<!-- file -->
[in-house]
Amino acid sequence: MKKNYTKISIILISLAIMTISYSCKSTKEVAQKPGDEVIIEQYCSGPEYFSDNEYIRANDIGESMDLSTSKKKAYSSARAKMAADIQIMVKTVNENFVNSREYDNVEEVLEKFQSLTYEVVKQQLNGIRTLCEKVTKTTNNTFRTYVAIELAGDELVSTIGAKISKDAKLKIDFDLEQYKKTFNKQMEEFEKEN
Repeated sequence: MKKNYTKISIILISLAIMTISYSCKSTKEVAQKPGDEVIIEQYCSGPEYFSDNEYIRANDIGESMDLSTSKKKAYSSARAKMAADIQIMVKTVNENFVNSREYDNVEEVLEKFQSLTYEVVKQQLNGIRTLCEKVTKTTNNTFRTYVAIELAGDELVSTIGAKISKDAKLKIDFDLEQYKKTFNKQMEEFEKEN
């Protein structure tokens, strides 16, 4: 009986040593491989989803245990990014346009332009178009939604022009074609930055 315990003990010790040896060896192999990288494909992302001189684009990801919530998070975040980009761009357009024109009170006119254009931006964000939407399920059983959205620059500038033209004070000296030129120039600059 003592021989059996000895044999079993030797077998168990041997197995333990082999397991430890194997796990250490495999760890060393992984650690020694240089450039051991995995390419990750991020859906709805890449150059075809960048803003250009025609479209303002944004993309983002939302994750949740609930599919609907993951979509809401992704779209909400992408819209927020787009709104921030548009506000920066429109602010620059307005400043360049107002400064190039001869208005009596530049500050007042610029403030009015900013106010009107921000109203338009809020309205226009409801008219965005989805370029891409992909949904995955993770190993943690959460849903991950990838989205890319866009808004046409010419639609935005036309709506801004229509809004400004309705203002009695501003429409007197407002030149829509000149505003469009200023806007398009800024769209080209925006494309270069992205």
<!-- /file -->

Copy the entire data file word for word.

[in-house]
Amino acid sequence: MKKNYTKISIILISLAIMTISYSCKSTKEVAQKPGDEVIIEQYCSGPEYFSDNEYIRANDIGESMDLSTSKKKAYSSARAKMAADIQIMVKTVNENFVNSREYDNVEEVLEKFQSLTYEVVKQQLNGIRTLCEKVTKTTNNTFRTYVAIELAGDELVSTIGAKISKDAKLKIDFDLEQYKKTFNKQMEEFEKEN
Repeated sequence: MKKNYTKISIILISLAIMTISYSCKSTKEVAQKPGDEVIIEQYCSGPEYFSDNEYIRANDIGESMDLSTSKKKAYSSARAKMAADIQIMVKTVNENFVNSREYDNVEEVLEKFQSLTYEVVKQQLNGIRTLCEKVTKTTNNTFRTYVAIELAGDELVSTIGAKISKDAKLKIDFDLEQYKKTFNKQMEEFEKEN
């Protein structure tokens, strides 16, 4: 009986040593491989989803245990990014346009332009178009939604022009074609930055 315990003990010790040896060896192999990288494909992302001189684009990801919530998070975040980009761009357009024109009170006119254009931006964000939407399920059983959205620059500038033209004070000296030129120039600059 003592021989059996000895044999079993030797077998168990041997197995333990082999397991430890194997796990250490495999760890060393992984650690020694240089450039051991995995390419990750991020859906709805890449150059075809960048803003250009025609479209303002944004993309983002939302994750949740609930599919609907993951979509809401992704779209909400992408819209927020787009709104921030548009506000920066429109602010620059307005400043360049107002400064190039001869208005009596530049500050007042610029403030009015900013106010009107921000109203338009809020309205226009409801008219965005989805370029891409992909949904995955993770190993943690959460849903991950990838989205890319866009808004046409010419639609935005036309709506801004229509809004400004309705203002009695501003429409007197407002030149829509000149505003469009200023806007398009800024769209080209925006494309270069992205």